Dell | Achievements in Circular Design and Sustainability
by David Lear
Today is Earth Day, a day I typically take on the role of Chief Electric Bicyclist, generating power for our Earth Day celebrations at the Dell Technologies headquarters.
But beyond getting exercise, it’s also a day that we mark at Dell Technologies by teaming up to clean up our local environments. We have a record 60 events happening around the globe this year!
We also use the day to reflect on our progress against our comprehensive set of sustainability goals.
One of our key focus areas is to challenge ourselves to apply circular design principles to our product design, packaging design and operations to ensure materials are kept and reused as long as possible, maximizing their value and reducing waste.
We are making steady progress and, in some cases, exceeding our goals…
- In January, we reached our 2020 goal of recovering two billion pounds of used electronics, a year ahead of schedule.
- This month, we met our 2020 circular economy goals to use 100 million pounds of recycled-content, plastic and other sustainable materials in our products.
These are nice milestones, but given the increasing urgency our customers feel for environmental issues, we cannot stand still.
Today I’m excited to share a few new initiatives that continue to push the limits on sustainable innovation and continue to advance a circular economy.
Recently, our teams developed a process to use recycled material, Polyvinyl Butyral (rPVB), from car windshields to create the protective, waterproof lining of Dell laptop bags and backpacks. We’re also using an innovative method of solution dyeing for these backpacks, which results in 90% less wastewater and 29% less energy, while generating 62% fewer CO2 emissions compared to typical piece-dyeing. The first bags and backpacks with rPVB began shipping in February and are forecasted to avoid approximately 74,000 pounds of landfill waste per month.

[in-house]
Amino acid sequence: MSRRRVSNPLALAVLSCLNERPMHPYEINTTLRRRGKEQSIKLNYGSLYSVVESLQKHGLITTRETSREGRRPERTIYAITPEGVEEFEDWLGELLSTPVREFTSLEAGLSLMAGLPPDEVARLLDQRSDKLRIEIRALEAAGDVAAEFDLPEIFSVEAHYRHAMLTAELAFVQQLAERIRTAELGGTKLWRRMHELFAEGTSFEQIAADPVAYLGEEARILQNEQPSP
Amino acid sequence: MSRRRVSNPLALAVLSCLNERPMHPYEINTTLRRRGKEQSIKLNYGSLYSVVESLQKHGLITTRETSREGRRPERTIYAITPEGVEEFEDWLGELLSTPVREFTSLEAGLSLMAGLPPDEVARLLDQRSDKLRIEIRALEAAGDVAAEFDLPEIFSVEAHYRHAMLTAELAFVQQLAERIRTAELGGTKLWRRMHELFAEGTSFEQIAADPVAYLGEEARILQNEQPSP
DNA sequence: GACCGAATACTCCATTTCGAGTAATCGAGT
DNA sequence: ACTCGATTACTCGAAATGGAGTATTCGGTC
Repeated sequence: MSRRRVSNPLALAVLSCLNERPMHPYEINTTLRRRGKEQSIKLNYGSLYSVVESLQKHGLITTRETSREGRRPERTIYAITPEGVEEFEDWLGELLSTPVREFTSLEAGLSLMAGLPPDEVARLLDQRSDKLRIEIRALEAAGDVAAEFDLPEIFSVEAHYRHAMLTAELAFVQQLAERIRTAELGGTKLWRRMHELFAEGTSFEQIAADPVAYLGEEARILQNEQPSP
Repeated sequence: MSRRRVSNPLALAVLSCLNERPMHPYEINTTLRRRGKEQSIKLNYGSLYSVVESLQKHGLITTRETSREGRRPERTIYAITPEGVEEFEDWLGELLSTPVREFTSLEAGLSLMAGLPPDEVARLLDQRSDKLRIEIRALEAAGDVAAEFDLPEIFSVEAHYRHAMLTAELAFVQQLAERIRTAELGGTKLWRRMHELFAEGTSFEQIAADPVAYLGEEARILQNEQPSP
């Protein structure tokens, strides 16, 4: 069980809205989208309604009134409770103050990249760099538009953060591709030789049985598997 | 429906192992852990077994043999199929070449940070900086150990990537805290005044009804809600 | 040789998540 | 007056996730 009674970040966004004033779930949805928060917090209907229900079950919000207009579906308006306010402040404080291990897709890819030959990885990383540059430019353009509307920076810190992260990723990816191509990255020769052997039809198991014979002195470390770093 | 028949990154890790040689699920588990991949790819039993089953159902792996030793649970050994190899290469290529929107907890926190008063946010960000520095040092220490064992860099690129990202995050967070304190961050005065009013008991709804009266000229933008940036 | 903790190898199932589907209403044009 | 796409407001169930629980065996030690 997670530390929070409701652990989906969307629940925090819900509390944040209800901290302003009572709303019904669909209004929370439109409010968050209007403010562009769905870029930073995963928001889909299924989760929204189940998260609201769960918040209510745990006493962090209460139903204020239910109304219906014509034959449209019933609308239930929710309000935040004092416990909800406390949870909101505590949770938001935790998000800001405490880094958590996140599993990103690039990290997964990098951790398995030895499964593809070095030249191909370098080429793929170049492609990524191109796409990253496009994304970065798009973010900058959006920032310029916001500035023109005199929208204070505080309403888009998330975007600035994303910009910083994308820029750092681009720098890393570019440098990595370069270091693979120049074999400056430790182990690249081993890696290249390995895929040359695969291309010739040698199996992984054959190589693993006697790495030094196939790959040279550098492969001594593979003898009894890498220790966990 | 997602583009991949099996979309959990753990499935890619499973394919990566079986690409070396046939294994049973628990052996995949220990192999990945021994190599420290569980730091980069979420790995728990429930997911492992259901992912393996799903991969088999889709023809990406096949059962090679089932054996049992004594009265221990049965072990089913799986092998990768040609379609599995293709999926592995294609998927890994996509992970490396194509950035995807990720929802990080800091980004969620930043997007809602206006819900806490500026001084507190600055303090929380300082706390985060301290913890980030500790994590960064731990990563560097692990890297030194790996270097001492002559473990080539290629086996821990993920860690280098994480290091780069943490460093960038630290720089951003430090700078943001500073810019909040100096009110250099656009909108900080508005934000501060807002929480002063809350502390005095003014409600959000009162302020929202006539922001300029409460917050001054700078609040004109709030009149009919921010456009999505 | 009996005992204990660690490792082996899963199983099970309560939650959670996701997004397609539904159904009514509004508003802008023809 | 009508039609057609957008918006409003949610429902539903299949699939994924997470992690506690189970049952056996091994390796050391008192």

Additionally, in partnership with suppliers Seagate and Teleplan (a storage device recycling/recovery specialist), we identified a new closed-loop process to recover the rare earth magnets from recovered enterprise equipment. The magnets are reformed for reuse in new hard-disk drives. In the initial pilot program, we are using the reformed magnets in 25,000 Seagate hard drives for our Dell Latitude 5000 series laptop. Reusing rare earth metals helps us avoid the need to mine the earth, which can cause environmental damage and health concerns for local communities.
In other words, in addition to reusing plastics, carbon fiber from aerospace, and gold, your Dell technology now contains windshields from automobiles and magnets from your recycled tech.
For us, materials are a source of constant innovation. There are endless opportunities to repurpose and recycle so we don’t need to pull from our planet’s natural resources. You never know what could be next. My colleague, Darrel Ward, senior vice president for Dell Commercial Client Product Group, sums it up perfectly: “From tiny gold components to large plastic chassis, the sustainable materials portfolio we’ve built is a testament to our innovation. Pound by pound, we’ve not only shattered our goal—we’ve shown the industry what’s possible when you pursue circular approaches.”
We all have a role to play to be good stewards for our planet, and we want to make it as easy as possible for you to recycle your used technology responsibly. We have redesigned our global recycling website, dell.com/recycle to make it easier than ever for customers to find the right solution to responsibly recycle their obsolete equipment. We encourage you to explore your options and empty your closets of old devices so we can put that material to good use for you. The planet thanks you.